Becky Luigart-Stayner; Cindy Barr
Sautéing is a basic cooking technique essential to many recipes. Soups and stews, for example, almost always begin with sautéed aromatics; sautéing browns the vegetables, which enhances the flavor of the soup. But it's also used to fully cook whole dishes-and do so quickly. Sautéed chicken breasts with a simple pan sauce, for example, may be ready in as little as 20 minutes, which is helpful on busy weeknights.
Because it cooks food fast, sautéing keeps the flavors vivid. This is especially welcome with seasonal ingredients such as tender asparagus. Just as hearty winter root vegetables benefit from long, slow braising, the delicate produce of spring favors a light touch. With a few tips, this technique is easy to master.
Sautéing, defined. To sauté is to cook food quickly in a minimal amount of fat over relatively high heat. The word comes from the French verb sauter, which means "to jump," and describes not only how food reacts when placed in a hot pan but also the method of tossing the food in the pan. The term also refers to cooking tender cuts of meat (such as chicken breasts, scaloppine, or filet mignon) in a small amount of fat over moderately high heat without frequent stirring―just flipping it over when one side is browned.
What sautéing does. The browning achieved by sautéing lends richness to meats and produce. And because the food is cooked quickly, the integrity of the flavor and texture remains intact; asparagus, for example, retains its slightly grassy punch, as well as a pleasing crisp-tender bite.
Equipment. Use either a skillet (a wide pan with sloped sides) or sauté pan (a wide pan with straight sides) for this technique. Both have a large surface area, so food is less likely to become overcrowded. Choose a pan with a dense bottom that evenly distributes heat. Nonstick, anodized aluminum, and stainless steel options work well.
Best foods to sauté. Whether it's meat or vegetables, time in the pan is brief, so it's important that the food be naturally tender. Cuts such as beef tenderloin, fish fillets, and chicken breasts are good candidates; tougher cuts like brisket or pork shoulder are better for long cooking over low heat. The same principle holds for produce. Asparagus tips will be more successfully sautéed than beets. Many other tender vegetables, including baby artichokes, sugar snap peas, mushrooms, and bell peppers, lend themselves to this technique. That's not to say that denser, tougher vegetables can't be sautéed―they just may need to be blanched (briefly cooked in boiling water) first to get a head start on cooking.
Size matters. Cutting food to a uniform thickness and size ensures that it will cook evenly. Vegetables should be no larger than bite-sized, meat no larger than portion-sized. Meat that is too thick or vegetables that are too large run the risk of burning or forming a tough, overly browned outer crust in the time that it takes to completely cook them. Have the ingredients prepped before heating the pan.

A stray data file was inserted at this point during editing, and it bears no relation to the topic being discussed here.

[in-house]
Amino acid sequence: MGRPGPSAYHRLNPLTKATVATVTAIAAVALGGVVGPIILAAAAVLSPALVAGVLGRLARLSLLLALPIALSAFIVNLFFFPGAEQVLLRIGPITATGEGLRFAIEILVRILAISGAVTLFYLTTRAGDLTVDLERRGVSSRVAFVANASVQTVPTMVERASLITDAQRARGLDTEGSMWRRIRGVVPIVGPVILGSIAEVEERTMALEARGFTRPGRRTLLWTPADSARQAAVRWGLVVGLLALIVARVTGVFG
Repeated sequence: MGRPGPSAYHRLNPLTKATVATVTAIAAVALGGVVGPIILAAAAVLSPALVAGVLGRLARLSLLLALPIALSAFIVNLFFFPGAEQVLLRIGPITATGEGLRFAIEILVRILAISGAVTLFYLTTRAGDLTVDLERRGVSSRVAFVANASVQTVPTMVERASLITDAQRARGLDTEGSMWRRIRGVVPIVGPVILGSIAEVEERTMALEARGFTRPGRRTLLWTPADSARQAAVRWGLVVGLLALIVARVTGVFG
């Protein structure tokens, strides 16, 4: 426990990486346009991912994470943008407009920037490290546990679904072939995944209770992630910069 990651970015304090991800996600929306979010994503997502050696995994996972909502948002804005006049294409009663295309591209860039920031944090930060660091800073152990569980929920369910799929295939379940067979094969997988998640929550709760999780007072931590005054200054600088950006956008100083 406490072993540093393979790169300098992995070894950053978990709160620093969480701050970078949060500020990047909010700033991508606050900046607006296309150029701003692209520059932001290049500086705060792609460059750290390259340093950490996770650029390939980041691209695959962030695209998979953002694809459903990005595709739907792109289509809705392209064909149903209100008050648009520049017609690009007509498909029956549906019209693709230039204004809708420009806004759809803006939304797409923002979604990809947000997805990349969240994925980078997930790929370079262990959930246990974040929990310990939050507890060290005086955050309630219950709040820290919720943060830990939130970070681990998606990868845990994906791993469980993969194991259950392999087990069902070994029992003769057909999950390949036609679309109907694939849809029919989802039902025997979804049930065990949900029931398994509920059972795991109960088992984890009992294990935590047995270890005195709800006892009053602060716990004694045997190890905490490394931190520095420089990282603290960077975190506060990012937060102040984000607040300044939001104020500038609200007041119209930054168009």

Heat the pan. Be sure to warm the pan over medium-high heat for a few minutes. It needs to be quite hot in order to cook the food properly. If the heat is too low, the food will end up releasing liquid and steaming rather than sautéing.
Add fat. Fats such as butter, oil, or bacon fat are used to coat the food and prevent it from sticking to the pan, aid in browning, and add flavor. Once the pan is hot, add the fat, and swirl to coat the bottom of the pan. (Heating the fat with the pan may cause food to stick.) Heat the fat for 10 to 30 seconds―until oil shimmers or butter's foam subsides―and then add the food.
In general, use fats that have a high smoke point―peanut oil, regular olive oil, canola oil, or rendered pork fat. Once the fat begins to smoke, the flavor changes and can affect the food's taste. Butter adds great flavor, but it may burn, so you will either need to clarify it to remove the milk solids (which are prone to burning) or combine it with oil so there's less chance of burning. Oils that have low smoke points, like extravirgin olive oil and many nut and infused oils, lose their characteristic taste when heated to sautéing's high temperatures. It's OK to sauté with these oils―just remember that their flavor will not be as pungent.
Don't overcrowd. It's crucial that only one layer of food cooks in the pan at a time. When sautéing cuts of meat, there should be at least a half-inch between each piece. Food releases steam when cooking. If that steam doesn't have enough room to escape, it stays in the pan, and the food ends up steaming rather than sautéing and won't brown. If you've ever tried to sauté a large amount of cubed beef for a stew, you may have experienced this problem. The solution is simply to sauté the food in smaller batches.
Toss and turn. When sautéing tender vegetables and bite-sized pieces of meat, stir frequently (but not constantly) to promote even browning and cooking. Dense vegetables such as cubed potatoes, though, should be stirred once every few minutes so that they don't fall apart as they grow tender. Portion-sized cuts of meat (chicken breasts, steaks, or pork medallions, for example) should only be turned once so they have enough time to form a nice crust, which will also keep the meat from sticking to the pan.
Stir-fry vs. sauté. Stir-frying and sautéing are techniques that share some similarities. Both methods cook food quickly in a small amount of fat. But stir-frying cooks food over intensely high heat, stirring constantly. Sautéing involves only moderately high heat, and the food is not in continuous motion.
The bottom line. These are the three most important things to know about sautéing.